On July 19, 2008, I attended a very interesting program, sponsored by the Long Beach Public Library, which featured how to grow plants year round. Lonnie Brundage, 1st Vice President, of the Long Beach Community Garden http://lbcg.org, spoke at length about the history and function of the Long Beach Community Garden, the individual member’s role in starting and maintaining a successful garden plot, plus provided excellent gardening information that we all can use. I wish that all who are reading this article could spend an hour listening and learning from this gifted educator.
According to Lonnie, almost every school in Long Beach has a garden. The County of Los Angeles has promoted this. Gardening provides children with an opportunity to make some general analogies. For example, Lonnie uses gardening as a tool to help young children see and compare the gardening cycle with the human life cycle. Children see a small bud beginning to grow. A comparison can then be made to the growth of a human baby. A baby and a young plant both need to be nurtured and protected from harm. “Children can see the life cycle. They then understand death,” Lonnie said. She added, “It doesn’t take a lot of space to grow your own garden. Just a lot of love.”
Why not take some time this week to plan and start your very own small garden. Besides growing your own plants in a backyard setting, according to Lonnie, you can start your garden at your school or in your apartment. She also feels that a garden would be a good library project.
Space doesn’t have to be an issue. Sone individuals use buckets and such. You can grow your garden in a bag of compost! Just cut an X in the bag and place a tomato plant inside. Cut another X in the bag and repeat by placing a tomato plant or some other plant inside. Just add water and fertilizer, and of course maintain with water. Lonnie has coined this type of gardening as a ‘pillow garden’. Isn’t that a clever idea? When the nutrients are spent, just discard the bag and start again.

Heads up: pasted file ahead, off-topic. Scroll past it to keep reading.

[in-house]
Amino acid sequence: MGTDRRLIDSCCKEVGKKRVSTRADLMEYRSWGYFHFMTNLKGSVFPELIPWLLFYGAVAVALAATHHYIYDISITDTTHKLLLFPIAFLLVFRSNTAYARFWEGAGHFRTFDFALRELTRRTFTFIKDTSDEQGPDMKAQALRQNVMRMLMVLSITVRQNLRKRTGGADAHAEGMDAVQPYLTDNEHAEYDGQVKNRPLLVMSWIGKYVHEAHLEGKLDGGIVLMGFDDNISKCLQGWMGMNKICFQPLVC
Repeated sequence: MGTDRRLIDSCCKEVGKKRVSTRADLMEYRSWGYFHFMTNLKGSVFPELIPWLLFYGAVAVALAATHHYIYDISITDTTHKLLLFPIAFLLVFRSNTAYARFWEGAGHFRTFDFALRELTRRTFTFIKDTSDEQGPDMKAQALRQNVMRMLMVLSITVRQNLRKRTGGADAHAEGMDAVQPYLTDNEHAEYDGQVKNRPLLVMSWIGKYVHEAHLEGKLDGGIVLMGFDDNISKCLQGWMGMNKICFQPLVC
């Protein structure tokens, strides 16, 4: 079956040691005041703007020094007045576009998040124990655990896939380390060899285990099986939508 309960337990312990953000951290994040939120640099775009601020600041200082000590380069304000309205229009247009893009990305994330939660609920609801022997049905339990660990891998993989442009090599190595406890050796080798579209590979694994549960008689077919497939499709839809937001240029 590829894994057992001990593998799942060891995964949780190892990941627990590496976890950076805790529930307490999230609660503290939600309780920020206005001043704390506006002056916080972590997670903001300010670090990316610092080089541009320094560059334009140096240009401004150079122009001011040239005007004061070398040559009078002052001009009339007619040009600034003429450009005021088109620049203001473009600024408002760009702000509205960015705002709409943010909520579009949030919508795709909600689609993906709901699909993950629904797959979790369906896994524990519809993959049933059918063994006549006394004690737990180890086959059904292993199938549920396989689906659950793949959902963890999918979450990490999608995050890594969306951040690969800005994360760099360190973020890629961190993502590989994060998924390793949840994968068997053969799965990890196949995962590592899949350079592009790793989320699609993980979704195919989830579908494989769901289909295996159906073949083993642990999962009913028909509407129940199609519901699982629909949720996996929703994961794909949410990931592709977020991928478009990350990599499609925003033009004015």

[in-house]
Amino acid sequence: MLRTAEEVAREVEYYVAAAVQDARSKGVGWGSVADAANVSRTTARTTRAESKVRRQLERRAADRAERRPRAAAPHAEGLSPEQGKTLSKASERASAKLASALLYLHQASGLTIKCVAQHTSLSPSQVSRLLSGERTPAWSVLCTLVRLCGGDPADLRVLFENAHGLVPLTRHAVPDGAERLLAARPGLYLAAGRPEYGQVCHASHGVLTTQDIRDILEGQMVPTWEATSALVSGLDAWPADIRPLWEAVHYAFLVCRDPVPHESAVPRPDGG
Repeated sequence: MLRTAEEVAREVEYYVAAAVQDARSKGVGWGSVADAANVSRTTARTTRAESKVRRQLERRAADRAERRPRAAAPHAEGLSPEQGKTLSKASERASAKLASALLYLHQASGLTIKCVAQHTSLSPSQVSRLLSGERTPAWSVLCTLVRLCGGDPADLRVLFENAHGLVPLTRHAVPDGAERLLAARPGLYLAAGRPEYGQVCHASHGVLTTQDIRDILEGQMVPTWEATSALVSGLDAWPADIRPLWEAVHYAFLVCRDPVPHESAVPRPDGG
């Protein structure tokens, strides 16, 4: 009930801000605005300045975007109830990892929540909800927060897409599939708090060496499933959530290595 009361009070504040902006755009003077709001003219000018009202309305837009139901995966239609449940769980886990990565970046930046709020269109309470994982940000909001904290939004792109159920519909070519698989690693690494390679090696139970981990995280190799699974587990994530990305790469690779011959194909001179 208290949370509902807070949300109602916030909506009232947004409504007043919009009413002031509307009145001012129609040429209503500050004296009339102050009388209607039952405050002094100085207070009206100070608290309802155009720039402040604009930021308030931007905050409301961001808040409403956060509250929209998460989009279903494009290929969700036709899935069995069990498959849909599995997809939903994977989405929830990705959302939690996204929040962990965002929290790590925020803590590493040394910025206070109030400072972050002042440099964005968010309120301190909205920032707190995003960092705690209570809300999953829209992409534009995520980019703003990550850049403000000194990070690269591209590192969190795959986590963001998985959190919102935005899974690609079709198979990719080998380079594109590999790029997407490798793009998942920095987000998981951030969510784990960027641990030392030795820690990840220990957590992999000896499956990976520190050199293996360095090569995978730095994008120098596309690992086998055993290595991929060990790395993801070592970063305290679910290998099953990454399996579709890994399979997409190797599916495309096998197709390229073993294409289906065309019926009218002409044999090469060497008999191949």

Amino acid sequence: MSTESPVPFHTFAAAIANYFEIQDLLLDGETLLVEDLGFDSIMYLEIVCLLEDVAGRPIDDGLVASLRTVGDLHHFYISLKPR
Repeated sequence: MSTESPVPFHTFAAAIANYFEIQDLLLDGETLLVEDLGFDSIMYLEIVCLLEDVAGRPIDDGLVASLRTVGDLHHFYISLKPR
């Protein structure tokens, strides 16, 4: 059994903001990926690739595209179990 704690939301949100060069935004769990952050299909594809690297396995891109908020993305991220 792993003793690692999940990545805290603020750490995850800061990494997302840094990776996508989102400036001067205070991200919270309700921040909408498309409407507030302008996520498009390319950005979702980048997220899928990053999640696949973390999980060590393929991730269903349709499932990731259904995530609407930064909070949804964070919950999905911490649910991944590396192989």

Individuals purchasing a plot at the Long Beach Community Garden http://lbcg.org become well informed about the dos and don’ts of maintaining their plot. Each new owner must attend an orientation where he learns about the natural habitat and how a balance is achieved and maintained. The new owner learns about the foxes, skunks, raccoons, coyotes, opossum, hawks, rats, mice and other critters residing at the Long Beach Community Garden and the checks and balances that are used to make certain that the environment remains biologically homeostatic. “We encourage people to be as natural or organic as possible,” Lonnie said.
During the presentation, Lonnie reommended the UC Davis website and encouraged people to read the How to Manage Pests in Gardens and Landscapes article found there. I visited the website and could readily see why she mentioned this invaluable resource.
For those living in or around Long Beach, California, who will be starting their gardens this month,
Lonnie suggests planting tomatoes, beans, squash, cucumber or corn. If you live near Long Beach, California the LBCG Plant Calendar will be useful. Visit http://lbcg.org and click on the Plant Calendar hyperlink. For people living outside of California as well as outside the United States, please visit the AMC Montessori Fall Newsletter Scroll past the information about fall and winter cooking. You will easily be able to locate many links to vegetable charts, planting resources and fall/winter meal preparation.
To receive general information about the Long Beach Garden Association, please visit http://lbcg.org If you will be visiting Long Beach, California this summer or at some point in the future, visit http://lbcg.org for tour information.
This blog contains multiple free Montessori lesson plans, reviews and more. For a small sampling click on the links below: